If you see missed calls on iDevices, but never heard the darn thing ring, check that “Push” is enabled in your Mail settings. Go to Settings > Accounts & Passwords and make sure that Fetch New Data is set to Push. If not, update it. Apple’s servers need to have a recent internet address for the “location” of your iDevice to work!
Also, make sure that your sound is up, mute is not on via the side switch if applicable, and do not disturb (DND) is disabled. If you want DND on, check that you allow calls from FaceTime. Go to Settings > Do Not Disturb > Phone > Allow Calls From > Everyone or All Contacts
And check your Notifications too. Go to Settings > Notifications > FaceTime > Allow Notifications.
FaceTime Won’t Connect or is Continuously “Connecting”
If you are not able to connect to FaceTime or get the message “Connecting” without FaceTime ever opening, try reactivating your account. For iOS, go to Settings > FaceTime and toggle the switch OFF, wait a few moments, and then toggle it back ON. A message appears “waiting for activation.” Enter your Apple ID and passcode if needed.
If that doesn’t work, reset your WiFi network. Go to Settings > General > Reset and select Reset Network Settings. This process resets your network settings back to factory defaults, so you’ll need to enter your WiFi password(s) again.
For Mac OS
Open FaceTime > Preferences. And turn FaceTime off. Wait 30 seconds or so and turn FaceTime back on.
If it’s still not working, go back to Preferences. Choose Settings and sign out of your Apple ID. Wait a few moments and then sign back in with your Apple ID.
Is FaceTime Not Recognizing Your Phone Number?
Some of our iOS 11 testers reported this issue. When opening FaceTime your iPhone shows your email BUT NOT your phone number!
Try these tips that worked for our testers (perform one at a time and then test)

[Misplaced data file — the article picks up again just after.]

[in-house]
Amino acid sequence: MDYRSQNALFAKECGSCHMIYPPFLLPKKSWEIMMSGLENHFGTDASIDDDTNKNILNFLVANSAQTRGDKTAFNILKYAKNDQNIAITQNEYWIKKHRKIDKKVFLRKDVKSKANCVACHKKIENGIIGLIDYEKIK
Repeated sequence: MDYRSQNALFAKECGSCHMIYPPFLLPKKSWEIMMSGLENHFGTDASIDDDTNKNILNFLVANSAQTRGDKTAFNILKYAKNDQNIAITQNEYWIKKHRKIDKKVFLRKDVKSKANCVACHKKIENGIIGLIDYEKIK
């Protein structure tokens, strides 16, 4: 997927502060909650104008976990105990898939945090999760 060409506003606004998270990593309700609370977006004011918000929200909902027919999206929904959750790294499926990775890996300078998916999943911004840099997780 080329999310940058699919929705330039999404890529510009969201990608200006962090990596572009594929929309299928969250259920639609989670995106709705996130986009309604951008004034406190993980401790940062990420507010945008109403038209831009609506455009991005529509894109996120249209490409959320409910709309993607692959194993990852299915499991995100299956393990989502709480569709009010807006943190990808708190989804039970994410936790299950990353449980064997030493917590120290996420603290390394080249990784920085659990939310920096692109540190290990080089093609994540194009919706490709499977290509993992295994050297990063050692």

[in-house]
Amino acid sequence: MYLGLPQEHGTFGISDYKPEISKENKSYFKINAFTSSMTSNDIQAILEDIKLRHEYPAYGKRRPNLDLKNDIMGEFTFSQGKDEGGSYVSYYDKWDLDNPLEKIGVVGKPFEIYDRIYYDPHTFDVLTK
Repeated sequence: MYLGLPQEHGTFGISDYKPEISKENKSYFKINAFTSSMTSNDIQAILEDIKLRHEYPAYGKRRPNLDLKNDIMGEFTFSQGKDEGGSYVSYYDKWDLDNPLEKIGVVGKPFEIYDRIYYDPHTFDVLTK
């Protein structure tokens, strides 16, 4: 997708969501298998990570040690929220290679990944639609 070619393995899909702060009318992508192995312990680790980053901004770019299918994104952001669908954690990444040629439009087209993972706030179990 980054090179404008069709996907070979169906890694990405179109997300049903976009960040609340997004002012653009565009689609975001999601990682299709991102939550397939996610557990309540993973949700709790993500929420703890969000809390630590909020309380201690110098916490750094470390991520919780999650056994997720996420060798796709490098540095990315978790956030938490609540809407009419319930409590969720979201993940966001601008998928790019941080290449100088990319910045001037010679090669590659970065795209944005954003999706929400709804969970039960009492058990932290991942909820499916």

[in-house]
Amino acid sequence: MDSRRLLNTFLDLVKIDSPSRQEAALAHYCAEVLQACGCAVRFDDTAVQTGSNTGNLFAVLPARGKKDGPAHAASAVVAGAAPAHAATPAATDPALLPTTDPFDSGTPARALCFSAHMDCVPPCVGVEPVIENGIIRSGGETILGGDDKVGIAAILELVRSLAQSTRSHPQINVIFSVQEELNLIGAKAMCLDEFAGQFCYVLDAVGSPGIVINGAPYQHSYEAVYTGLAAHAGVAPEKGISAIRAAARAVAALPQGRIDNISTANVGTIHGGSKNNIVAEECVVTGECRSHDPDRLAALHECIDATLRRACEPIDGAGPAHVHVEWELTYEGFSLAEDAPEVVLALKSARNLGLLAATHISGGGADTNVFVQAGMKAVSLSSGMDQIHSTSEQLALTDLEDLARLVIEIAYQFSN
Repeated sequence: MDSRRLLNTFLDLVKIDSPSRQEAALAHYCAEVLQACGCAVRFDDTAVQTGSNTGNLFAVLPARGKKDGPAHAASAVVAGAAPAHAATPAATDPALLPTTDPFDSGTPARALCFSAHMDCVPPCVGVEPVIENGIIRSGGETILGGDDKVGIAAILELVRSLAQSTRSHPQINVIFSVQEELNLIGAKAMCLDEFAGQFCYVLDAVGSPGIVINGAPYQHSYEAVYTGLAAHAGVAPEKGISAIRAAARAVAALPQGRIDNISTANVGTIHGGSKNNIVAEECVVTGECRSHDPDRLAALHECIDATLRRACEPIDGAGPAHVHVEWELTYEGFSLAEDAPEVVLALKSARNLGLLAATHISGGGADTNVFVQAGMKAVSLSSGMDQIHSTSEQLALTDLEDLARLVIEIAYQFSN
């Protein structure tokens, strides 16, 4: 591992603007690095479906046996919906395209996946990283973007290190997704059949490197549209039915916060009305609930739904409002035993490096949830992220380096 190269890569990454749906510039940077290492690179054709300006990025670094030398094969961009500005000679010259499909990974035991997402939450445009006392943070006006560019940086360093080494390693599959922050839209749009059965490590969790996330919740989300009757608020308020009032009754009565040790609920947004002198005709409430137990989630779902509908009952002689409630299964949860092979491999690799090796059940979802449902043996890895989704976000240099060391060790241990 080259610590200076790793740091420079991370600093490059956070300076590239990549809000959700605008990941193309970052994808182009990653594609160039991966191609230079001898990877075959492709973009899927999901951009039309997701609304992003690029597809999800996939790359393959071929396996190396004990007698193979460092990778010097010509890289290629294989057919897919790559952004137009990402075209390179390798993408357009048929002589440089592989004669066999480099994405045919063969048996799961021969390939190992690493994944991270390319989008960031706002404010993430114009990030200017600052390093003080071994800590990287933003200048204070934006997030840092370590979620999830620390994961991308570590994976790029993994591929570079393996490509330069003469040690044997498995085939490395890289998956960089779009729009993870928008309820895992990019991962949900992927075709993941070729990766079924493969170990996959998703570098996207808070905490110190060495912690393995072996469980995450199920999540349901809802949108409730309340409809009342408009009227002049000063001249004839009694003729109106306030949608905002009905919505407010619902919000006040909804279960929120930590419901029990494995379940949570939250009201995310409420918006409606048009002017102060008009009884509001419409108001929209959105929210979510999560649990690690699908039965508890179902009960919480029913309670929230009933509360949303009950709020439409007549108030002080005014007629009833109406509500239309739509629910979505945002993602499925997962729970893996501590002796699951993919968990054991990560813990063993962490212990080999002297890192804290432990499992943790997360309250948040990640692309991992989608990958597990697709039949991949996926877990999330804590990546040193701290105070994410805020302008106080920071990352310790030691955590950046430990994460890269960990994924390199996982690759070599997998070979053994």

- Go to contacts change your phone number from HOME to Phone then turned off FaceTime and turn back on
- Go to Settings > General Settings > Reset > Reset All Settings
- No data is lost but WiFi passwords and personal setting preferences are reset
- Correct the area code on your Apple ID account
- Check that you don’t have any outstanding debts with the App Store, iTunes, or any Apple product/services
- Remove your SIM card, wait a few minutes, and replace
- Log out of all Apple services that require Apple ID and password
- Force Restart (holding Power & Home or Volume Down until Apple Logo appears)
- Log back into FaceTime with Apple ID
- Log out of all Apple services that require Apple ID and password AND reset your network settings (you lose all WiFi passwords so write these down first)
- To reset network go to Settings > General > Reset > Reset Network Settings
- Force Restart
- Log into your network
- Log into FaceTime
- Put someone else’s SIM card in and see if FaceTime recognizes the email and phone number
- If so, you need a new SIM card. Contact your carrier
For Macs Only–Using a Firewall?
Yes, you can use FaceTime with most networks even one that’s behind a firewall! But you might need to enable certain ports. Check that you enable the following ports for FaceTime when using a firewall.
Firewall Ports FaceTime
- 80 (TCP)
- 443 (TCP)
- 3478 through 3497 (UDP)
- 5223 (TCP)
- 16384 through 16387 (UDP)
- 16393 through 16402 (UDP)
Let’s try using a Terminal command!
Go to Applications > Utilities > Terminal and type the following : sudo killall VDCAssistant hit enter, type your admin password, and hit enter again. Close Terminal and Restart. This fixes problems with FaceTime and your built-in camera.
If not comfortable using Terminal, Use Activity Monitor
- Open Applications > Utilities > Activity Monitor
- Enter VDC in the search box
- Find and select VDC Assistant process
- Tap the X in the upper right corner of the window to Quit the VDC Assistant
Try Safe Mode
Finally, if killing the VDC Assistant didn’t do the trick, restart your MacBook in Safe Mode by holding down the Shift Key when you restart. Release the Shift key when you see the login window. Safe Mode runs through a series of diagnostics checks. Once it finishes all these checks, restart normally and see if the problem is fixed.
Wrapping It Up!
Hopefully, one of these tips helped you work out your problems with FaceTime not working in iOS 11. If not, let us know in the comments–we check these regularly and reply if we additional tips. And if you figure something out, please let us know so we can share that tip with others–a lot of us have the same issues.